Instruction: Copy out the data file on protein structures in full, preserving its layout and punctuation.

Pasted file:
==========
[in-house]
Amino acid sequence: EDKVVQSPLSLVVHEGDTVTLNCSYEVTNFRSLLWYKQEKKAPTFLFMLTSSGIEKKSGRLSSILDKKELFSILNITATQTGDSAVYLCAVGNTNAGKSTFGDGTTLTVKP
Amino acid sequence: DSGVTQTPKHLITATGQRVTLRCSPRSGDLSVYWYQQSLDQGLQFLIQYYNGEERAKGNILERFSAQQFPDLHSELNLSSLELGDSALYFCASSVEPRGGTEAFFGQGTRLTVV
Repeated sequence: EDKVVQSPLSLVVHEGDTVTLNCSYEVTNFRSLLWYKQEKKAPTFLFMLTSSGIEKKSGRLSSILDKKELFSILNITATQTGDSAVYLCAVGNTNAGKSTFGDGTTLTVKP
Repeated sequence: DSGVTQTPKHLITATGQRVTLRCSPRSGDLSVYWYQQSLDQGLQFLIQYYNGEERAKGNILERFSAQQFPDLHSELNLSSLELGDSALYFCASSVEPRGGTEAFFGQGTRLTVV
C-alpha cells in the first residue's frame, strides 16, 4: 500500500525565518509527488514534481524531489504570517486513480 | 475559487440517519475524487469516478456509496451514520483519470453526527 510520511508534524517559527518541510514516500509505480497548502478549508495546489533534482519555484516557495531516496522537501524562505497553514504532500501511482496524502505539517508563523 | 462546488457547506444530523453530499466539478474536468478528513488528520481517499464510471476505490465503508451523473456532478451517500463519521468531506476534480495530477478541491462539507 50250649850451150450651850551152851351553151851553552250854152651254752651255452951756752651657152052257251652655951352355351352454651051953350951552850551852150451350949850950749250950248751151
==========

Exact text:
[in-house]
Amino acid sequence: EDKVVQSPLSLVVHEGDTVTLNCSYEVTNFRSLLWYKQEKKAPTFLFMLTSSGIEKKSGRLSSILDKKELFSILNITATQTGDSAVYLCAVGNTNAGKSTFGDGTTLTVKP
Amino acid sequence: DSGVTQTPKHLITATGQRVTLRCSPRSGDLSVYWYQQSLDQGLQFLIQYYNGEERAKGNILERFSAQQFPDLHSELNLSSLELGDSALYFCASSVEPRGGTEAFFGQGTRLTVV
Repeated sequence: EDKVVQSPLSLVVHEGDTVTLNCSYEVTNFRSLLWYKQEKKAPTFLFMLTSSGIEKKSGRLSSILDKKELFSILNITATQTGDSAVYLCAVGNTNAGKSTFGDGTTLTVKP
Repeated sequence: DSGVTQTPKHLITATGQRVTLRCSPRSGDLSVYWYQQSLDQGLQFLIQYYNGEERAKGNILERFSAQQFPDLHSELNLSSLELGDSALYFCASSVEPRGGTEAFFGQGTRLTVV
C-alpha cells in the first residue's frame, strides 16, 4: 500500500525565518509527488514534481524531489504570517486513480 | 475559487440517519475524487469516478456509496451514520483519470453526527 510520511508534524517559527518541510514516500509505480497548502478549508495546489533534482519555484516557495531516496522537501524562505497553514504532500501511482496524502505539517508563523 | 462546488457547506444530523453530499466539478474536468478528513488528520481517499464510471476505490465503508451523473456532478451517500463519521468531506476534480495530477478541491462539507 50250649850451150450651850551152851351553151851553552250854152651254752651255452951756752651657152052257251652655951352355351352454651051953350951552850551852150451350949850950749250950248751151